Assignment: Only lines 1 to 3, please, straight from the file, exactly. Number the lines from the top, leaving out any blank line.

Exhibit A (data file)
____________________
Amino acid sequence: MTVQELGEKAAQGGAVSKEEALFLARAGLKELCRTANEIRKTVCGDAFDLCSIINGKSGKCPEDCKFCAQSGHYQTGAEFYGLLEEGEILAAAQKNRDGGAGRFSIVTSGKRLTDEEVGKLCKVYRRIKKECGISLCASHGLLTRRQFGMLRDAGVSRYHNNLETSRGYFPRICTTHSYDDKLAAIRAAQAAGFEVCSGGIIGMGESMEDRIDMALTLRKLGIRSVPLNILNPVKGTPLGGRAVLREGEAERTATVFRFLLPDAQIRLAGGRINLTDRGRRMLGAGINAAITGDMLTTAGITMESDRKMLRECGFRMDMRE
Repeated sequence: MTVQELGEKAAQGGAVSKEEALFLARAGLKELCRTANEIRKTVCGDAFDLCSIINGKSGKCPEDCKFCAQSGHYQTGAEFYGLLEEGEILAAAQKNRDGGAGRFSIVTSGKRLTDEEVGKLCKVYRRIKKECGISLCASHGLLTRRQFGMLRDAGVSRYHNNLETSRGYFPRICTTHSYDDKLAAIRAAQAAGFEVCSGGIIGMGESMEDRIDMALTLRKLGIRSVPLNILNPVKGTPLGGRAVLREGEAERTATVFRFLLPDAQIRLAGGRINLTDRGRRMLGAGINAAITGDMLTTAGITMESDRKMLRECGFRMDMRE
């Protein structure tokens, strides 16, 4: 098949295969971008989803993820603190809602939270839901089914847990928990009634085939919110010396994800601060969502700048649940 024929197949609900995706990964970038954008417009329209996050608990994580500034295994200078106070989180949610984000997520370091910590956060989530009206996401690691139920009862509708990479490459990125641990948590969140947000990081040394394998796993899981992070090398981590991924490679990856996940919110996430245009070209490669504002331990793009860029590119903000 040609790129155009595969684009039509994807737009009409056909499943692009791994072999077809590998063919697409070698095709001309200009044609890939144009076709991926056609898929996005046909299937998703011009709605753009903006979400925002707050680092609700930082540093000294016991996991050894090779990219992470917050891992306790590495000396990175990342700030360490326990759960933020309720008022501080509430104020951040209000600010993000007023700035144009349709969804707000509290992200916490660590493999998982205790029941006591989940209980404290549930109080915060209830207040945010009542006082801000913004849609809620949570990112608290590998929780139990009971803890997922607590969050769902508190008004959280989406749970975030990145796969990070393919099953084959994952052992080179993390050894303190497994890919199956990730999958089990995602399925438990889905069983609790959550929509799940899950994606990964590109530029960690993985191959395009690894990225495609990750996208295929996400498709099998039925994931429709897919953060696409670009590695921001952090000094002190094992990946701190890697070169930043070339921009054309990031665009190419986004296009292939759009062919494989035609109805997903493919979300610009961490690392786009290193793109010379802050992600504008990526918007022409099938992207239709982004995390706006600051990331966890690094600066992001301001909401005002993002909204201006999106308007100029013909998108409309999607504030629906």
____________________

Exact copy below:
Amino acid sequence: MTVQELGEKAAQGGAVSKEEALFLARAGLKELCRTANEIRKTVCGDAFDLCSIINGKSGKCPEDCKFCAQSGHYQTGAEFYGLLEEGEILAAAQKNRDGGAGRFSIVTSGKRLTDEEVGKLCKVYRRIKKECGISLCASHGLLTRRQFGMLRDAGVSRYHNNLETSRGYFPRICTTHSYDDKLAAIRAAQAAGFEVCSGGIIGMGESMEDRIDMALTLRKLGIRSVPLNILNPVKGTPLGGRAVLREGEAERTATVFRFLLPDAQIRLAGGRINLTDRGRRMLGAGINAAITGDMLTTAGITMESDRKMLRECGFRMDMRE
Repeated sequence: MTVQELGEKAAQGGAVSKEEALFLARAGLKELCRTANEIRKTVCGDAFDLCSIINGKSGKCPEDCKFCAQSGHYQTGAEFYGLLEEGEILAAAQKNRDGGAGRFSIVTSGKRLTDEEVGKLCKVYRRIKKECGISLCASHGLLTRRQFGMLRDAGVSRYHNNLETSRGYFPRICTTHSYDDKLAAIRAAQAAGFEVCSGGIIGMGESMEDRIDMALTLRKLGIRSVPLNILNPVKGTPLGGRAVLREGEAERTATVFRFLLPDAQIRLAGGRINLTDRGRRMLGAGINAAITGDMLTTAGITMESDRKMLRECGFRMDMRE
């Protein structure tokens, strides 16, 4: 098949295969971008989803993820603190809602939270839901089914847990928990009634085939919110010396994800601060969502700048649940 024929197949609900995706990964970038954008417009329209996050608990994580500034295994200078106070989180949610984000997520370091910590956060989530009206996401690691139920009862509708990479490459990125641990948590969140947000990081040394394998796993899981992070090398981590991924490679990856996940919110996430245009070209490669504002331990793009860029590119903000 040609790129155009595969684009039509994807737009009409056909499943692009791994072999077809590998063919697409070698095709001309200009044609890939144009076709991926056609898929996005046909299937998703011009709605753009903006979400925002707050680092609700930082540093000294016991996991050894090779990219992470917050891992306790590495000396990175990342700030360490326990759960933020309720008022501080509430104020951040209000600010993000007023700035144009349709969804707000509290992200916490660590493999998982205790029941006591989940209980404290549930109080915060209830207040945010009542006082801000913004849609809620949570990112608290590998929780139990009971803890997922607590969050769902508190008004959280989406749970975030990145796969990070393919099953084959994952052992080179993390050894303190497994890919199956990730999958089990995602399925438990889905069983609790959550929509799940899950994606990964590109530029960690993985191959395009690894990225495609990750996208295929996400498709099998039925994931429709897919953060696409670009590695921001952090000094002190094992990946701190890697070169930043070339921009054309990031665009190419986004296009292939759009062919494989035609109805997903493919979300610009961490690392786009290193793109010379802050992600504008990526918007022409099938992207239709982004995390706006600051990331966890690094600066992001301001909401005002993002909204201006999106308007100029013909998108409309999607504030629906």